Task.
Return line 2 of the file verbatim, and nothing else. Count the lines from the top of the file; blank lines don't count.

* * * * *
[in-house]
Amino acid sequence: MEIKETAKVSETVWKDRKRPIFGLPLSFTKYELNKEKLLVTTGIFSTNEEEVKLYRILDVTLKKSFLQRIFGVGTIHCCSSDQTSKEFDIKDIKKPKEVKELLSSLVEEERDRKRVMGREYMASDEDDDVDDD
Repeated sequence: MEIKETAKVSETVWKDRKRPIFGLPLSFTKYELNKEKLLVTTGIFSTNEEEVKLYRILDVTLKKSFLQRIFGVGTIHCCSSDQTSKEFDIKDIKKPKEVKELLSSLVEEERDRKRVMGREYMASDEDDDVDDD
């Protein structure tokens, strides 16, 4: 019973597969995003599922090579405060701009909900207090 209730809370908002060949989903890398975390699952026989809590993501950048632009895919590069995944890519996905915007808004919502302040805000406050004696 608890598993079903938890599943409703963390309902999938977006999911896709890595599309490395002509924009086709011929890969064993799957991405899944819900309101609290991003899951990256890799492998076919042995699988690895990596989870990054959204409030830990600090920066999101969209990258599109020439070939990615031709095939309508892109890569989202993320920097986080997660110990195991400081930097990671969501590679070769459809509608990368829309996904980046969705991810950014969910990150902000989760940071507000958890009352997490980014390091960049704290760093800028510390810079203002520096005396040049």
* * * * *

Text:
Amino acid sequence: MEIKETAKVSETVWKDRKRPIFGLPLSFTKYELNKEKLLVTTGIFSTNEEEVKLYRILDVTLKKSFLQRIFGVGTIHCCSSDQTSKEFDIKDIKKPKEVKELLSSLVEEERDRKRVMGREYMASDEDDDVDDD